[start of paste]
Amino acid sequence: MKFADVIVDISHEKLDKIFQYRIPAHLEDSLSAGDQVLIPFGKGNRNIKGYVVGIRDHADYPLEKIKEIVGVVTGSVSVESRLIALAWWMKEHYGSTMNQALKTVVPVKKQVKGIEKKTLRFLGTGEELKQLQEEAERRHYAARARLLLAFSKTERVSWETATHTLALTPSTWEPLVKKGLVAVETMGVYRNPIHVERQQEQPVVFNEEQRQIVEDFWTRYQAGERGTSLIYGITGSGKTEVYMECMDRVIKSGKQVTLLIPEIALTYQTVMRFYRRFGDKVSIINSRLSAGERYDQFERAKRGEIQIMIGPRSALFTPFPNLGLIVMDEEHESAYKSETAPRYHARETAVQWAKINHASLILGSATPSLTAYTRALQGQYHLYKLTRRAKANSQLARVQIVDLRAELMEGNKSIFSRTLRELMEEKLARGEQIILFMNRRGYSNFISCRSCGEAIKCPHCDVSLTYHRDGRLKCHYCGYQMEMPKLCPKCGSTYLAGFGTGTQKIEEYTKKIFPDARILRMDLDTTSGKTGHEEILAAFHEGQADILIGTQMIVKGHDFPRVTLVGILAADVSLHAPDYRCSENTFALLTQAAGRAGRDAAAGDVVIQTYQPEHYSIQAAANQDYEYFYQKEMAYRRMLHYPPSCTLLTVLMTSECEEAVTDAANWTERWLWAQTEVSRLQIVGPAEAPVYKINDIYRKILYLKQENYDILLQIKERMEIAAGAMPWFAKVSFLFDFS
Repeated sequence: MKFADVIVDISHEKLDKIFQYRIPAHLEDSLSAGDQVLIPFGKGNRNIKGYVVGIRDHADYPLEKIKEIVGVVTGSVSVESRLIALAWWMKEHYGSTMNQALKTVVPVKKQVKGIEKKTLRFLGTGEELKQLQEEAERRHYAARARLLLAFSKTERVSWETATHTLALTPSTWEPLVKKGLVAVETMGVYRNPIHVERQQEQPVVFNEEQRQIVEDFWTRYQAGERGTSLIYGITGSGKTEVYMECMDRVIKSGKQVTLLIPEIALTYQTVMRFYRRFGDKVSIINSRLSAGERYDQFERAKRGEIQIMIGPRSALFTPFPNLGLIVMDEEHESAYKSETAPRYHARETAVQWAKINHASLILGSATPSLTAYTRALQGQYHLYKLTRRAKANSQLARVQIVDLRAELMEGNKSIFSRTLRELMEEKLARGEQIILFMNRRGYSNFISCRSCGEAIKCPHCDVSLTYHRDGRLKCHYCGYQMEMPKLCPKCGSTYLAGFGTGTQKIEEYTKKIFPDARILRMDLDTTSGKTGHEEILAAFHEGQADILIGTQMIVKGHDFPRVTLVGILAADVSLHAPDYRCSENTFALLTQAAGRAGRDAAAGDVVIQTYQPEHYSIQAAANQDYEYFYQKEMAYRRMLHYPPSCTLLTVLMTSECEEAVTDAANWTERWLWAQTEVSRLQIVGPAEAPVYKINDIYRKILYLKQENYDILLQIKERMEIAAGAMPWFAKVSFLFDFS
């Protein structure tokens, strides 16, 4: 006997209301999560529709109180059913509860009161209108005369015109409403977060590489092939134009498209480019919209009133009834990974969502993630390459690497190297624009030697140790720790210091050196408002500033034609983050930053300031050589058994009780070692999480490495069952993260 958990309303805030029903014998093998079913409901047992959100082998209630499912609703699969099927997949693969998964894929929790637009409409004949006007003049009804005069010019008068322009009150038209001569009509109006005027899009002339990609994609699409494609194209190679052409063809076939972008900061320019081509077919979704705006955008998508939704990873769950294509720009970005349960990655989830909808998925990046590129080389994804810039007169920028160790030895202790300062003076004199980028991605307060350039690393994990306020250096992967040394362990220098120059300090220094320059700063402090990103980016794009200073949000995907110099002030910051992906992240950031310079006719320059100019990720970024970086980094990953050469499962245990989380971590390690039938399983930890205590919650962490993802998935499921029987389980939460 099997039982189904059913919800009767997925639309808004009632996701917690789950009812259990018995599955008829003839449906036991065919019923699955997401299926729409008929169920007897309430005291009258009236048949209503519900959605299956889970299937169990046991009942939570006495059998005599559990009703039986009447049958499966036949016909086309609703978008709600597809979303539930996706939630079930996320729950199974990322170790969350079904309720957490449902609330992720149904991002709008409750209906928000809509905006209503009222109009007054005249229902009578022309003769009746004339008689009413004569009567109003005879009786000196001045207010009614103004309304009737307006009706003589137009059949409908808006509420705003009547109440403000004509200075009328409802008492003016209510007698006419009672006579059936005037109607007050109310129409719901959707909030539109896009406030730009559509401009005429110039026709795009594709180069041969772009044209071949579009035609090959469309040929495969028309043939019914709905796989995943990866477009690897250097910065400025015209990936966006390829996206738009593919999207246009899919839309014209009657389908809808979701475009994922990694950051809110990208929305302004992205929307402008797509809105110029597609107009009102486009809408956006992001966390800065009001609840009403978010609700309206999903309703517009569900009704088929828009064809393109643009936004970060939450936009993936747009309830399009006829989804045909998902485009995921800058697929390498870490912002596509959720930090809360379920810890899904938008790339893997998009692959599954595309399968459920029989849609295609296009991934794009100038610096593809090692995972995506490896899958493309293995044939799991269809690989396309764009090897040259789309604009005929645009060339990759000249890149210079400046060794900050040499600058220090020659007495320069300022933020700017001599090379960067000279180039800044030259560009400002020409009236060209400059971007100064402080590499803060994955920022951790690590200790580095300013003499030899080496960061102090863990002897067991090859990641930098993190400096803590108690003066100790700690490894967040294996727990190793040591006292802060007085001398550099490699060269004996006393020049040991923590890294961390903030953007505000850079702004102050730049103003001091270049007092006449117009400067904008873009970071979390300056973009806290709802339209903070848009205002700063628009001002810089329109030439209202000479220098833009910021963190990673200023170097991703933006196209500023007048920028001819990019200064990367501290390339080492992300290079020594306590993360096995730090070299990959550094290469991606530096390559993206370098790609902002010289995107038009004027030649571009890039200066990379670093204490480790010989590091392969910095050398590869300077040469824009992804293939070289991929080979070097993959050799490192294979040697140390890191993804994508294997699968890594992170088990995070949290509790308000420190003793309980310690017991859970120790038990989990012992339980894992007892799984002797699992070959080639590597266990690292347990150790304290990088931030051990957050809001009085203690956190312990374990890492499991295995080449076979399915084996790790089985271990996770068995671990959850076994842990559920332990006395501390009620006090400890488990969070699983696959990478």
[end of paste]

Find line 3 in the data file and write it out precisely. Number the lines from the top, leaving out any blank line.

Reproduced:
């Protein structure tokens, strides 16, 4: 006997209301999560529709109180059913509860009161209108005369015109409403977060590489092939134009498209480019919209009133009834990974969502993630390459690497190297624009030697140790720790210091050196408002500033034609983050930053300031050589058994009780070692999480490495069952993260 958990309303805030029903014998093998079913409901047992959100082998209630499912609703699969099927997949693969998964894929929790637009409409004949006007003049009804005069010019008068322009009150038209001569009509109006005027899009002339990609994609699409494609194209190679052409063809076939972008900061320019081509077919979704705006955008998508939704990873769950294509720009970005349960990655989830909808998925990046590129080389994804810039007169920028160790030895202790300062003076004199980028991605307060350039690393994990306020250096992967040394362990220098120059300090220094320059700063402090990103980016794009200073949000995907110099002030910051992906992240950031310079006719320059100019990720970024970086980094990953050469499962245990989380971590390690039938399983930890205590919650962490993802998935499921029987389980939460 099997039982189904059913919800009767997925639309808004009632996701917690789950009812259990018995599955008829003839449906036991065919019923699955997401299926729409008929169920007897309430005291009258009236048949209503519900959605299956889970299937169990046991009942939570006495059998005599559990009703039986009447049958499966036949016909086309609703978008709600597809979303539930996706939630079930996320729950199974990322170790969350079904309720957490449902609330992720149904991002709008409750209906928000809509905006209503009222109009007054005249229902009578022309003769009746004339008689009413004569009567109003005879009786000196001045207010009614103004309304009737307006009706003589137009059949409908808006509420705003009547109440403000004509200075009328409802008492003016209510007698006419009672006579059936005037109607007050109310129409719901959707909030539109896009406030730009559509401009005429110039026709795009594709180069041969772009044209071949579009035609090959469309040929495969028309043939019914709905796989995943990866477009690897250097910065400025015209990936966006390829996206738009593919999207246009899919839309014209009657389908809808979701475009994922990694950051809110990208929305302004992205929307402008797509809105110029597609107009009102486009809408956006992001966390800065009001609840009403978010609700309206999903309703517009569900009704088929828009064809393109643009936004970060939450936009993936747009309830399009006829989804045909998902485009995921800058697929390498870490912002596509959720930090809360379920810890899904938008790339893997998009692959599954595309399968459920029989849609295609296009991934794009100038610096593809090692995972995506490896899958493309293995044939799991269809690989396309764009090897040259789309604009005929645009060339990759000249890149210079400046060794900050040499600058220090020659007495320069300022933020700017001599090379960067000279180039800044030259560009400002020409009236060209400059971007100064402080590499803060994955920022951790690590200790580095300013003499030899080496960061102090863990002897067991090859990641930098993190400096803590108690003066100790700690490894967040294996727990190793040591006292802060007085001398550099490699060269004996006393020049040991923590890294961390903030953007505000850079702004102050730049103003001091270049007092006449117009400067904008873009970071979390300056973009806290709802339209903070848009205002700063628009001002810089329109030439209202000479220098833009910021963190990673200023170097991703933006196209500023007048920028001819990019200064990367501290390339080492992300290079020594306590993360096995730090070299990959550094290469991606530096390559993206370098790609902002010289995107038009004027030649571009890039200066990379670093204490480790010989590091392969910095050398590869300077040469824009992804293939070289991929080979070097993959050799490192294979040697140390890191993804994508294997699968890594992170088990995070949290509790308000420190003793309980310690017991859970120790038990989990012992339980894992007892799984002797699992070959080639590597266990690292347990150790304290990088931030051990957050809001009085203690956190312990374990890492499991295995080449076979399915084996790790089985271990996770068995671990959850076994842990559920332990006395501390009620006090400890488990969070699983696959990478």